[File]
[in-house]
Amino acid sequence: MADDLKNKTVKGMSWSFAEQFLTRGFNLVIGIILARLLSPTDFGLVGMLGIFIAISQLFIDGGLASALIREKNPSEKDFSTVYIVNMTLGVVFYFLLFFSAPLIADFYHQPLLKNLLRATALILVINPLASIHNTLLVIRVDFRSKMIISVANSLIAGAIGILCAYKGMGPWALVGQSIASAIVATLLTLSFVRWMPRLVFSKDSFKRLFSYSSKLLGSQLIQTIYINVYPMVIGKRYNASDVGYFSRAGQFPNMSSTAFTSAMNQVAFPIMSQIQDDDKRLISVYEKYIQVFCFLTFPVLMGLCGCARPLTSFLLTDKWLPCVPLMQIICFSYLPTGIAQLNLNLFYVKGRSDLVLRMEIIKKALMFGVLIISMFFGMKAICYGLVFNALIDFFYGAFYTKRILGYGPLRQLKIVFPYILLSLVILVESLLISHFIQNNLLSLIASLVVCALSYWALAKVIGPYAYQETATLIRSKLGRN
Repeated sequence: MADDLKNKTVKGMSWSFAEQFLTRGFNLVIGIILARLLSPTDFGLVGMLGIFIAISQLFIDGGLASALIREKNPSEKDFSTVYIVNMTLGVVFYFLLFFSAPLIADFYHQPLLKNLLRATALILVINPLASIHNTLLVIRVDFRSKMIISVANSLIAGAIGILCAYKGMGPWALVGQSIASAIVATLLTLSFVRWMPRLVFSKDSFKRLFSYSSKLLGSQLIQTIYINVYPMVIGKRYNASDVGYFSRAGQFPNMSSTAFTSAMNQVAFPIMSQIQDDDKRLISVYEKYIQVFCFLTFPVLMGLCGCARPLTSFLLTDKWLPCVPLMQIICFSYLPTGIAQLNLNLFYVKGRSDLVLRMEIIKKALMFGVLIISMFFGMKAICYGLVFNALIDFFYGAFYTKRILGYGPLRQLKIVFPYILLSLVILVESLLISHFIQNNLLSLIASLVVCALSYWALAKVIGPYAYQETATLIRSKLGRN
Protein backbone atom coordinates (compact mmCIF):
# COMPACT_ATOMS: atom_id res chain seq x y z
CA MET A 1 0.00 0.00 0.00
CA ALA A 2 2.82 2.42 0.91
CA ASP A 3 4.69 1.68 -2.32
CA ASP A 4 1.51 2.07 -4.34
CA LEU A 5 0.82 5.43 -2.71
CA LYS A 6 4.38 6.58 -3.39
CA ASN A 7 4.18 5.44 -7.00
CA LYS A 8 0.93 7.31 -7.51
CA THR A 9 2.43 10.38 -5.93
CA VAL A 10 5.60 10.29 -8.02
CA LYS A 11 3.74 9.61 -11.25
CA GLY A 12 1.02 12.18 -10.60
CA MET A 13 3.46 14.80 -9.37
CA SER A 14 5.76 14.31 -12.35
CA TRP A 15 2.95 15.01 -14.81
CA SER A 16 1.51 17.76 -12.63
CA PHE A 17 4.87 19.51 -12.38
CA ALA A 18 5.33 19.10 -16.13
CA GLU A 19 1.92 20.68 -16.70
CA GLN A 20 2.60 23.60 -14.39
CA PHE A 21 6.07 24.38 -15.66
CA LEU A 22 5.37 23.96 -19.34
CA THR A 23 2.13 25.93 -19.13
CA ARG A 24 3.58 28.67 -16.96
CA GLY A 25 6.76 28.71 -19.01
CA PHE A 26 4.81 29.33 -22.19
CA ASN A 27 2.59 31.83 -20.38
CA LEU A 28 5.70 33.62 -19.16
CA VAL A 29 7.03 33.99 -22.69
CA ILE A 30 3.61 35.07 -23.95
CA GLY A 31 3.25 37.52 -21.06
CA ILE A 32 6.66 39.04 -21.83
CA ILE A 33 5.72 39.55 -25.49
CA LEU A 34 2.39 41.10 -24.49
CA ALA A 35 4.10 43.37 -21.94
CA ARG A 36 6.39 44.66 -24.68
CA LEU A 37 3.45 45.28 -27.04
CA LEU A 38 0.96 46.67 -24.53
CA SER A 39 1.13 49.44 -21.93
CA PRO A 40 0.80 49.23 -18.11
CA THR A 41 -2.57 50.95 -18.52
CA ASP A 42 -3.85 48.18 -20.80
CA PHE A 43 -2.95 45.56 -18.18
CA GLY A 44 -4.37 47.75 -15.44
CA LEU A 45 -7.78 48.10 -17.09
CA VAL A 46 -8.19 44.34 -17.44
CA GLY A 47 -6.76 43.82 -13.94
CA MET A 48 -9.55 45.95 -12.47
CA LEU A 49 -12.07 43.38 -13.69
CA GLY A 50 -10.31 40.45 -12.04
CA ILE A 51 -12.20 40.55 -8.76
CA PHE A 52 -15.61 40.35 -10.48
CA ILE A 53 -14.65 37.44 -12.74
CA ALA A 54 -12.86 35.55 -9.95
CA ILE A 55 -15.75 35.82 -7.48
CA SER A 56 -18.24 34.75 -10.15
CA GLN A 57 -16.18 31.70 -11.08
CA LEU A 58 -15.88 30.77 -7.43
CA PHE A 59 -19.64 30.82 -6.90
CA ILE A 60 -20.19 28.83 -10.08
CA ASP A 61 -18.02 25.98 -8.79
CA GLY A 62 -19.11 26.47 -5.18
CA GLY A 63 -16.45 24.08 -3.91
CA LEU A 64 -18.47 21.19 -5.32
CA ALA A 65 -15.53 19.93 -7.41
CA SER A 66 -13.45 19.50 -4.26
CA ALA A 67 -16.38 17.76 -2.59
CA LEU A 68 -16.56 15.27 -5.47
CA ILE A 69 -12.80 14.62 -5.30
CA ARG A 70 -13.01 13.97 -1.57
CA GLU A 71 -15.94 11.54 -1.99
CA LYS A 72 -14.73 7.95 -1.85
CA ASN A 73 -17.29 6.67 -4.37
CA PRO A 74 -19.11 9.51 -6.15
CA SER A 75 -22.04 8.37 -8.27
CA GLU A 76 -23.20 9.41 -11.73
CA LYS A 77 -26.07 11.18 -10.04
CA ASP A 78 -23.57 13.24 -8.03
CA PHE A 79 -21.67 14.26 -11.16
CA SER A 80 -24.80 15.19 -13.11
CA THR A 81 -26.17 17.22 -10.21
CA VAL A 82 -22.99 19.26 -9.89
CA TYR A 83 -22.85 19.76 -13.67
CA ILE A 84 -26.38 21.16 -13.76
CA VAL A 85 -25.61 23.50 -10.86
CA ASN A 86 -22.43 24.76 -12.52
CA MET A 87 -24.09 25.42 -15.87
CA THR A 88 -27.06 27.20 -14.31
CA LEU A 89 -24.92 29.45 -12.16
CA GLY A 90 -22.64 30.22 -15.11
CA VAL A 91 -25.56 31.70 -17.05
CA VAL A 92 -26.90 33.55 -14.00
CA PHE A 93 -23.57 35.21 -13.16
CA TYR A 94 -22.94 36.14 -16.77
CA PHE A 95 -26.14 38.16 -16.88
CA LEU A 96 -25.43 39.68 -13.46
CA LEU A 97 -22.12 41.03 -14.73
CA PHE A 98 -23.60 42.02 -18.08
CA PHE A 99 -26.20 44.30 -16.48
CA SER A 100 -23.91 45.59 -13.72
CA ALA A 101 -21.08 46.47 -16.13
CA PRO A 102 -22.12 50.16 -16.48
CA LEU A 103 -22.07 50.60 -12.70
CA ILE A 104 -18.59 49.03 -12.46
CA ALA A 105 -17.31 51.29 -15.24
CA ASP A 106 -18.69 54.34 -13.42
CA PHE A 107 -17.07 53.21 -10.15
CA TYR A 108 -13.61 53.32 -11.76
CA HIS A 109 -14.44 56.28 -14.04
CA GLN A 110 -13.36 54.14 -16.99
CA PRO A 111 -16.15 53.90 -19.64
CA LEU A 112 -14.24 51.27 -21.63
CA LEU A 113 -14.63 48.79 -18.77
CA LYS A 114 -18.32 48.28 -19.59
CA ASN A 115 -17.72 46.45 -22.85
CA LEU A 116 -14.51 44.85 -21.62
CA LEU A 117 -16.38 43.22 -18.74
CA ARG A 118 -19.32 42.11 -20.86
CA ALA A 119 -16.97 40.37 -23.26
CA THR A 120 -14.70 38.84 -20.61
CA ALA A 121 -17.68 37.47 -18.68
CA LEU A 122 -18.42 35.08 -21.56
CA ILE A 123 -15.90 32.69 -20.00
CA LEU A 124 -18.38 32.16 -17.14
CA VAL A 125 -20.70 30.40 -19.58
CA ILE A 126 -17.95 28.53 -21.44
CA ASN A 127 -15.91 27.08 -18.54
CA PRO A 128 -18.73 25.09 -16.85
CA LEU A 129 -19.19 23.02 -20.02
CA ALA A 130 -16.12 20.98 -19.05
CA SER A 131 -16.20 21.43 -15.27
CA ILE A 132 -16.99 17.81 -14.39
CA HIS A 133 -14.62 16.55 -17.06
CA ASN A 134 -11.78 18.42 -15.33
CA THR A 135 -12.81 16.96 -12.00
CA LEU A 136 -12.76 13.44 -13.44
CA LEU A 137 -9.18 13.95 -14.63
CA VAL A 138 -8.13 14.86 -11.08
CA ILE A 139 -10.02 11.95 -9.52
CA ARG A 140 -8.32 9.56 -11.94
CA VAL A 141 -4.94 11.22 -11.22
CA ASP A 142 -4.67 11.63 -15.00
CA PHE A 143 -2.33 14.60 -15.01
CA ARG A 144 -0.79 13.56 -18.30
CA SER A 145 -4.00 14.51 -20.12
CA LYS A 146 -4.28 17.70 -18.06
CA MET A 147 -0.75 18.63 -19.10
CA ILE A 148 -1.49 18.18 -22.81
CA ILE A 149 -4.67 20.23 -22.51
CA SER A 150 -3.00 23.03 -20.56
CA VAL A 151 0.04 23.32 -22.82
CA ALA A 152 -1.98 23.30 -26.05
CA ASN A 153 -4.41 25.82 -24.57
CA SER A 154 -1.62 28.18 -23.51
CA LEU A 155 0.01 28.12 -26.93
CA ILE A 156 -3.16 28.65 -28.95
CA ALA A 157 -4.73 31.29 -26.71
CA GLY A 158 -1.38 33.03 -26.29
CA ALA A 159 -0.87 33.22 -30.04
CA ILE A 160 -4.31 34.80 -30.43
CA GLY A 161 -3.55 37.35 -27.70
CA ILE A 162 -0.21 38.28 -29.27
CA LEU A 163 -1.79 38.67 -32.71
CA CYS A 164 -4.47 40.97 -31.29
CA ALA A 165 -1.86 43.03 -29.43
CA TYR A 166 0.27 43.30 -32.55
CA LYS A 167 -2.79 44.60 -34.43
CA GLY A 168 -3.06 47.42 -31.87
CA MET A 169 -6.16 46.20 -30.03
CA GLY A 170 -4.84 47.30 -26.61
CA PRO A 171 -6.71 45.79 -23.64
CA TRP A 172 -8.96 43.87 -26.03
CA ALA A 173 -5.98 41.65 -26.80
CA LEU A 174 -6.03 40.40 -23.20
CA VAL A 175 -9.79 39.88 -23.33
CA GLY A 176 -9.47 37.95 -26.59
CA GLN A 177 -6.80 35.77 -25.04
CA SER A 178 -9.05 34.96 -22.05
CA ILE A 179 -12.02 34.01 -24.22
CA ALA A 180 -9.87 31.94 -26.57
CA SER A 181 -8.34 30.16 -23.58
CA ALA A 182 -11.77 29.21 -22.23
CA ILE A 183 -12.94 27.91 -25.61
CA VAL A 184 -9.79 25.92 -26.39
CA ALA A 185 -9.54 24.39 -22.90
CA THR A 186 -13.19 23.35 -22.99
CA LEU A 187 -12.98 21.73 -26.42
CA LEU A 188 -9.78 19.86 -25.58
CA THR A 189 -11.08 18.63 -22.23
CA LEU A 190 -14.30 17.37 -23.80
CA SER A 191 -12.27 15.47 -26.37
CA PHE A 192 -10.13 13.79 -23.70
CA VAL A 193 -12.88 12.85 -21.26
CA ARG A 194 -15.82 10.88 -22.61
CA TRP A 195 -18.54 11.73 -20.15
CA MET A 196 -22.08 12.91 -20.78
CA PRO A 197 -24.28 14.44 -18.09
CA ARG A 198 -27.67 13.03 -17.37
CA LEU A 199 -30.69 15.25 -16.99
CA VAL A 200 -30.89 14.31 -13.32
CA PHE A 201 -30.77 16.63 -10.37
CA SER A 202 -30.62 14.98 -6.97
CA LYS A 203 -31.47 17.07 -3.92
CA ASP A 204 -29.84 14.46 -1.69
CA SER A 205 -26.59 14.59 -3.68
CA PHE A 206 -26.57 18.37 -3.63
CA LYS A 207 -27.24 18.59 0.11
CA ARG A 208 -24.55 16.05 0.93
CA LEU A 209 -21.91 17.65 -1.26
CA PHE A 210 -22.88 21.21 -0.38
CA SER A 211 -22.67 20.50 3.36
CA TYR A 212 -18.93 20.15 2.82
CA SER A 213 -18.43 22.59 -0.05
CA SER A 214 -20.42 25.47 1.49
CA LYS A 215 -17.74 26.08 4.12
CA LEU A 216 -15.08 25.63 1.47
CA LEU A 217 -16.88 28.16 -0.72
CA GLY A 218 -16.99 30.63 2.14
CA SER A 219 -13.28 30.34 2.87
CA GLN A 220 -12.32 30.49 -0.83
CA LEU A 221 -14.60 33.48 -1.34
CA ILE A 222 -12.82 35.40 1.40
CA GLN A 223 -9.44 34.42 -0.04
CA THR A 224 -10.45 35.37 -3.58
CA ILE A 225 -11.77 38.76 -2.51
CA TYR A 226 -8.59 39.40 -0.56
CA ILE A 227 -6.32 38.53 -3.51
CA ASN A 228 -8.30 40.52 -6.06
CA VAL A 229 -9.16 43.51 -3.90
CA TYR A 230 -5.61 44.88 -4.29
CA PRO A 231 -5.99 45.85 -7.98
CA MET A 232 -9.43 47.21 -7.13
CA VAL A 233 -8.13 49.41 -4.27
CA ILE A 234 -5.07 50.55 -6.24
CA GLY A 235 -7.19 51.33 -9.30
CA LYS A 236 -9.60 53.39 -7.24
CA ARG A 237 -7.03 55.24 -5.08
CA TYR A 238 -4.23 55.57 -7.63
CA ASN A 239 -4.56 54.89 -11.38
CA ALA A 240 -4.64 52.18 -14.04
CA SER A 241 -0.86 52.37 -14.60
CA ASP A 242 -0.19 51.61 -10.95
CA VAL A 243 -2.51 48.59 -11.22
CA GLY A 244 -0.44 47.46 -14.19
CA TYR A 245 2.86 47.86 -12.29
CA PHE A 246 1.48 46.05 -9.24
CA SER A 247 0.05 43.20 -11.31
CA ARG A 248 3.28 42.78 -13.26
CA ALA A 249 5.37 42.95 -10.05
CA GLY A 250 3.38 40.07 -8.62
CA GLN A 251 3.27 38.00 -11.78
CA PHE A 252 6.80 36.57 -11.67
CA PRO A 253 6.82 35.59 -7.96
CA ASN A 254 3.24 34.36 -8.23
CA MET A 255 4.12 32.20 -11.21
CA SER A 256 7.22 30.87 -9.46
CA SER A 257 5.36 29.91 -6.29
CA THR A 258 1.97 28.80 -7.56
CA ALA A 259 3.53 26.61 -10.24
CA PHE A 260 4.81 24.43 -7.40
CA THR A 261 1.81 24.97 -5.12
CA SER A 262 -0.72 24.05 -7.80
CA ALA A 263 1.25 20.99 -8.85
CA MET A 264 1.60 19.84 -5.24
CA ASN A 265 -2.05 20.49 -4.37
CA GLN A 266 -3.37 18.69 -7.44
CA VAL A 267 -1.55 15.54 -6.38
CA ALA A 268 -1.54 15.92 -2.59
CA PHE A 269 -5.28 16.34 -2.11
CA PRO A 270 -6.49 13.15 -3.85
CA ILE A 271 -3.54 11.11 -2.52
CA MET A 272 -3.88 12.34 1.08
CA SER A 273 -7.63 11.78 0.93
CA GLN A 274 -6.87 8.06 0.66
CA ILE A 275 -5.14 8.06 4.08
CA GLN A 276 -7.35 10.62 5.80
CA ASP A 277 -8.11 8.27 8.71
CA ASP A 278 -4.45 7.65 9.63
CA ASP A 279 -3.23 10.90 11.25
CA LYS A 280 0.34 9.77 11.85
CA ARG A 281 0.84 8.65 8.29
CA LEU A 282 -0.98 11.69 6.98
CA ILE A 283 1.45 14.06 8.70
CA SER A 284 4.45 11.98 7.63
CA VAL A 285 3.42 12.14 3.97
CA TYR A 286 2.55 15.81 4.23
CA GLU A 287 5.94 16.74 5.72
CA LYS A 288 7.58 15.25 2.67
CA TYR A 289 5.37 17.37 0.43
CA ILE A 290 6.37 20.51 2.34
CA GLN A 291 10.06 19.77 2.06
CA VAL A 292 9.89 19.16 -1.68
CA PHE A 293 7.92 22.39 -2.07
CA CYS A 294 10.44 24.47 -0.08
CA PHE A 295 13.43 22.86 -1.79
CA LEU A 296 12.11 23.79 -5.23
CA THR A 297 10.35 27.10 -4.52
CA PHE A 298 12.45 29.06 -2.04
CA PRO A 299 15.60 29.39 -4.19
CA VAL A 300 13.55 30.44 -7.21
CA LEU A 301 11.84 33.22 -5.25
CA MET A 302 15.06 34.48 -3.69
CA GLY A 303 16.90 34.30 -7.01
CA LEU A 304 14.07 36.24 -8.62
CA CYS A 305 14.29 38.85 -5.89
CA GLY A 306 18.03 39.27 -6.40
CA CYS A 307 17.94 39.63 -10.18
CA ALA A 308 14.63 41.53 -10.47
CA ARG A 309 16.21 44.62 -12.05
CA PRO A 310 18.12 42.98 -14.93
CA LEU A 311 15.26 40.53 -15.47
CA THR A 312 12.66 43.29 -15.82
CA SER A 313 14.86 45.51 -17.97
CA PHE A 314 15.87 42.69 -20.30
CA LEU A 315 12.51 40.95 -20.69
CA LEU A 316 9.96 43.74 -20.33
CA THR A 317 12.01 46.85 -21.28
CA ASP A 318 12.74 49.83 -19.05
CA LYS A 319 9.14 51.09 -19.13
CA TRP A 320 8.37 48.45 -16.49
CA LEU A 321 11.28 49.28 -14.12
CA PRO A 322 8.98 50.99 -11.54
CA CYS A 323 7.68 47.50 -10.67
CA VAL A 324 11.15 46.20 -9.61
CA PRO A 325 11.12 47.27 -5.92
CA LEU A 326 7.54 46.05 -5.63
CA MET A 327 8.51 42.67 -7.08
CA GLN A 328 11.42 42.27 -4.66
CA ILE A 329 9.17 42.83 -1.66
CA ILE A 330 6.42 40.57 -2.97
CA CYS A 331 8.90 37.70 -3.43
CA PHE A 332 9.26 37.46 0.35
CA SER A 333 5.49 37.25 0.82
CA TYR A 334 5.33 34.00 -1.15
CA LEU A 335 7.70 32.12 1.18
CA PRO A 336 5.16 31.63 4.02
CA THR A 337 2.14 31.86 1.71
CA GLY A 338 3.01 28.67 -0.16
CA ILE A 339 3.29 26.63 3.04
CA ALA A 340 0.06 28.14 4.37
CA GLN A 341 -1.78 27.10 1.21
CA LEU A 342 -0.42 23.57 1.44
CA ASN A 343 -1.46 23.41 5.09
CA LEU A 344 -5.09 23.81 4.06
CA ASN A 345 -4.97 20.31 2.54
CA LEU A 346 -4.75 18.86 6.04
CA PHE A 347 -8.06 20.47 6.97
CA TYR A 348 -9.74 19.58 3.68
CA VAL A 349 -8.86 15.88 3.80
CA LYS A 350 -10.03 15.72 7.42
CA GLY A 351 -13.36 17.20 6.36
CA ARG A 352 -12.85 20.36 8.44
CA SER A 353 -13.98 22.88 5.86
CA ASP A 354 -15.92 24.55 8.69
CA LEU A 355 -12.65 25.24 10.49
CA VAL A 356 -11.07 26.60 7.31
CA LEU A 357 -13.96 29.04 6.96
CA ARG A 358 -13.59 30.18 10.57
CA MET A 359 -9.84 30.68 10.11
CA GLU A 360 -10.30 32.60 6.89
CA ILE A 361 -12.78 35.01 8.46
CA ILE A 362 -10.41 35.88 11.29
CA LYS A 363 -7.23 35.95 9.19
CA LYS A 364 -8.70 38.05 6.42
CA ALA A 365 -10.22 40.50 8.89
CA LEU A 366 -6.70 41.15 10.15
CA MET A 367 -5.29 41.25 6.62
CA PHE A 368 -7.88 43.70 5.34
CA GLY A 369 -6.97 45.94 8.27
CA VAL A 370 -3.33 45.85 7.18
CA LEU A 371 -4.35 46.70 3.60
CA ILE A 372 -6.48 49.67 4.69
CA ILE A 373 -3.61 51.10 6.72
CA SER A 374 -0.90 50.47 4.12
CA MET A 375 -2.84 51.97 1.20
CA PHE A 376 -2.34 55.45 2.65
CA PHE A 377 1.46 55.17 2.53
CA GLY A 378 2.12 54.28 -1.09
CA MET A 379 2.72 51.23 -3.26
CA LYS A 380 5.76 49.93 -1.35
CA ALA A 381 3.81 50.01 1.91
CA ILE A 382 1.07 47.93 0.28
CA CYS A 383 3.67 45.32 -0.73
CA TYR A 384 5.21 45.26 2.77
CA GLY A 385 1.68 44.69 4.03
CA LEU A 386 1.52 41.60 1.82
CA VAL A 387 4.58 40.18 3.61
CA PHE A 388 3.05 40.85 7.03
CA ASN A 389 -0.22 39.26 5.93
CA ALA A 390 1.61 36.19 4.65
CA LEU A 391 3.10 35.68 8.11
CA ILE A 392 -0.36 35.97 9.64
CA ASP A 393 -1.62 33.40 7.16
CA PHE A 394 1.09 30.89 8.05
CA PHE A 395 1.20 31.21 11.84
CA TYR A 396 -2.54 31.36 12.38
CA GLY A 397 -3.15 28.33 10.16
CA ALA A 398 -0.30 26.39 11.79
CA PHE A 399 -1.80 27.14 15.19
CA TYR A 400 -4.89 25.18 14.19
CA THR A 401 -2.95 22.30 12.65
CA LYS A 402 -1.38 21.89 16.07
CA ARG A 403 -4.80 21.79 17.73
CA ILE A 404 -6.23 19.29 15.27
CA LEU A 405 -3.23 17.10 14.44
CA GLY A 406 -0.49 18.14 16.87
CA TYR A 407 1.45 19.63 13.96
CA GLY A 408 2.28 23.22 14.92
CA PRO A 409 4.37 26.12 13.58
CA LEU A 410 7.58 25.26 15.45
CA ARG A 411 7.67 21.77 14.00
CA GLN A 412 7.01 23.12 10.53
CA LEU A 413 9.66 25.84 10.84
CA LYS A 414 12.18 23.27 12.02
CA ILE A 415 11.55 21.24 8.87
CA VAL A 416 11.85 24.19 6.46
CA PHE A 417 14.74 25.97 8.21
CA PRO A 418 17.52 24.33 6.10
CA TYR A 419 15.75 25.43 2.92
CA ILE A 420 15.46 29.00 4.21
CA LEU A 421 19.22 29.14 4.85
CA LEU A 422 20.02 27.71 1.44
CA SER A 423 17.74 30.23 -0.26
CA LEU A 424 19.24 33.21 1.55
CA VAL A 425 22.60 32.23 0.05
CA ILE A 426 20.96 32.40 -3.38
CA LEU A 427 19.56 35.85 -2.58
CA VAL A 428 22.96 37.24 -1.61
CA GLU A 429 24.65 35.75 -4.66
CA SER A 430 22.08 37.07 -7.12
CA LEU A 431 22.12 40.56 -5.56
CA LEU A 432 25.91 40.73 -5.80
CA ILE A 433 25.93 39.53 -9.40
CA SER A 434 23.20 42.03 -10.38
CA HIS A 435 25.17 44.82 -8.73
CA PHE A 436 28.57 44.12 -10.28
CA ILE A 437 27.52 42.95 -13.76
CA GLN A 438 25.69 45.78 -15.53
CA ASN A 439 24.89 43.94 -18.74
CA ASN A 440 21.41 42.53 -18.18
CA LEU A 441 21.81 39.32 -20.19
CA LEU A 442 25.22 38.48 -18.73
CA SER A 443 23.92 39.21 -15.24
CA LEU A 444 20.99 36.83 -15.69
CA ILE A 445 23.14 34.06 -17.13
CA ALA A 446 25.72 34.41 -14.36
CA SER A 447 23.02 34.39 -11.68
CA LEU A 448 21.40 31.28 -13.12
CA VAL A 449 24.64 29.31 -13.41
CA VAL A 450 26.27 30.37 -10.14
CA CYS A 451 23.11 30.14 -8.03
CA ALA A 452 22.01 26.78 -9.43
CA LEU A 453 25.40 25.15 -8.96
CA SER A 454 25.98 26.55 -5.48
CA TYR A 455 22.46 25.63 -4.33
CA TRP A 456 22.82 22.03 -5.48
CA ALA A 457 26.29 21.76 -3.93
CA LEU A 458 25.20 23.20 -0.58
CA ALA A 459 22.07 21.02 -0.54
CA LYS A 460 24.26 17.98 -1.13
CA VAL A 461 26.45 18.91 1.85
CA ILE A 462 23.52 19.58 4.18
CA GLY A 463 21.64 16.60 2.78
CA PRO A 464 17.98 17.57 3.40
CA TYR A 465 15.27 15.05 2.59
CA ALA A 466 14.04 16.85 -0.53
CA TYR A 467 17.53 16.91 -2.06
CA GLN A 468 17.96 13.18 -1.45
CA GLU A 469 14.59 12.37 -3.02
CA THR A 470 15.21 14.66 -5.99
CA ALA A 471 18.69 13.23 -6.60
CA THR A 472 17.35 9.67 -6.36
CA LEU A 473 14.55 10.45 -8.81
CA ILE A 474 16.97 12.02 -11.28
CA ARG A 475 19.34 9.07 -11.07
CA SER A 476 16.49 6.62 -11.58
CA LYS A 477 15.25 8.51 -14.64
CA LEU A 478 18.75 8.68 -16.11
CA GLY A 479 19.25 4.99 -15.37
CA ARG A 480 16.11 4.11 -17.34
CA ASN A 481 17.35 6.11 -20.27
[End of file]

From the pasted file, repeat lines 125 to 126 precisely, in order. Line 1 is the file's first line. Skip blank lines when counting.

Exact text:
CA THR A 120 -14.70 38.84 -20.61
CA ALA A 121 -17.68 37.47 -18.68